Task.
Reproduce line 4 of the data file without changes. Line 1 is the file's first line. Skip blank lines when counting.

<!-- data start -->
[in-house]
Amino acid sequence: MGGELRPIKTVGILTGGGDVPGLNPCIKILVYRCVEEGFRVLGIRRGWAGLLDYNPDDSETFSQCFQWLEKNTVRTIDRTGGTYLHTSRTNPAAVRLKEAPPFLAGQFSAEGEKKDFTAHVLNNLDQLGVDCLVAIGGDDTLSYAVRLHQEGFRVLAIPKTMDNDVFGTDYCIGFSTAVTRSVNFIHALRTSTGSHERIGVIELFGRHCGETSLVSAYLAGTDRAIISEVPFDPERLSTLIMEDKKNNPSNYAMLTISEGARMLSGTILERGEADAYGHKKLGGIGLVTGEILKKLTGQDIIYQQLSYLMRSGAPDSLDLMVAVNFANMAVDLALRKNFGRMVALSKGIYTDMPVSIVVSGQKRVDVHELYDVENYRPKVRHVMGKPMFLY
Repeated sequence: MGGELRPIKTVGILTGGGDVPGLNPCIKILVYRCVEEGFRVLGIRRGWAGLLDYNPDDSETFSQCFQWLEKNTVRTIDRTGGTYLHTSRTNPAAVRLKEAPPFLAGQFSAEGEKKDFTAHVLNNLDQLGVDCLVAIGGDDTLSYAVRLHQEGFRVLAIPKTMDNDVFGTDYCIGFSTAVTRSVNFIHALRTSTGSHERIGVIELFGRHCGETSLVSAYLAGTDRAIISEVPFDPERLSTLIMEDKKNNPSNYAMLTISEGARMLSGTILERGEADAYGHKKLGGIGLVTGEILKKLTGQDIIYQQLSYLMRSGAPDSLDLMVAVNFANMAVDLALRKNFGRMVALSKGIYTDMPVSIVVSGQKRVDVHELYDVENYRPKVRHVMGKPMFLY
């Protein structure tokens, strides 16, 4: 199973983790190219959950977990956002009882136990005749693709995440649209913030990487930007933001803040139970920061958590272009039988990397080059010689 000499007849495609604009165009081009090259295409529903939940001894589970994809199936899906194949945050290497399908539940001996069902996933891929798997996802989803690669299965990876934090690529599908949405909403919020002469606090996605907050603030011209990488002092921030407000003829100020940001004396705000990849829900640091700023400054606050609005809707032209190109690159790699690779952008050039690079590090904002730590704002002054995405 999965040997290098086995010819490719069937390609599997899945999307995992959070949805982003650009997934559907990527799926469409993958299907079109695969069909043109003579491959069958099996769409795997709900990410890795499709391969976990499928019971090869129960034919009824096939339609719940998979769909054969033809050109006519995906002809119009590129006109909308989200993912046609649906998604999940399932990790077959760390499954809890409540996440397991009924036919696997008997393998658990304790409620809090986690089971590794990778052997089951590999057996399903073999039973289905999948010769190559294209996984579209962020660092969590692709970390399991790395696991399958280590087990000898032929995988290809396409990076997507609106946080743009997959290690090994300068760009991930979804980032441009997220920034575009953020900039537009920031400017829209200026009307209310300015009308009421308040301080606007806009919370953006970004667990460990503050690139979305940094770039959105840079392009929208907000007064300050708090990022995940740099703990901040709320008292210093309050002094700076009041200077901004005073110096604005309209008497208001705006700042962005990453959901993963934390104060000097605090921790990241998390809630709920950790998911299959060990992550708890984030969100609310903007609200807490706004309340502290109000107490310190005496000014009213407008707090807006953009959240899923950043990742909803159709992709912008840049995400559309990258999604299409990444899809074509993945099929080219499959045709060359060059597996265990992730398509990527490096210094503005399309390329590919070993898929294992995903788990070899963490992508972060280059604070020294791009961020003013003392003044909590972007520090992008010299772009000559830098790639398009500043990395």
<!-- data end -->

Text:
């Protein structure tokens, strides 16, 4: 199973983790190219959950977990956002009882136990005749693709995440649209913030990487930007933001803040139970920061958590272009039988990397080059010689 000499007849495609604009165009081009090259295409529903939940001894589970994809199936899906194949945050290497399908539940001996069902996933891929798997996802989803690669299965990876934090690529599908949405909403919020002469606090996605907050603030011209990488002092921030407000003829100020940001004396705000990849829900640091700023400054606050609005809707032209190109690159790699690779952008050039690079590090904002730590704002002054995405 999965040997290098086995010819490719069937390609599997899945999307995992959070949805982003650009997934559907990527799926469409993958299907079109695969069909043109003579491959069958099996769409795997709900990410890795499709391969976990499928019971090869129960034919009824096939339609719940998979769909054969033809050109006519995906002809119009590129006109909308989200993912046609649906998604999940399932990790077959760390499954809890409540996440397991009924036919696997008997393998658990304790409620809090986690089971590794990778052997089951590999057996399903073999039973289905999948010769190559294209996984579209962020660092969590692709970390399991790395696991399958280590087990000898032929995988290809396409990076997507609106946080743009997959290690090994300068760009991930979804980032441009997220920034575009953020900039537009920031400017829209200026009307209310300015009308009421308040301080606007806009919370953006970004667990460990503050690139979305940094770039959105840079392009929208907000007064300050708090990022995940740099703990901040709320008292210093309050002094700076009041200077901004005073110096604005309209008497208001705006700042962005990453959901993963934390104060000097605090921790990241998390809630709920950790998911299959060990992550708890984030969100609310903007609200807490706004309340502290109000107490310190005496000014009213407008707090807006953009959240899923950043990742909803159709992709912008840049995400559309990258999604299409990444899809074509993945099929080219499959045709060359060059597996265990992730398509990527490096210094503005399309390329590919070993898929294992995903788990070899963490992508972060280059604070020294791009961020003013003392003044909590972007520090992008010299772009000559830098790639398009500043990395």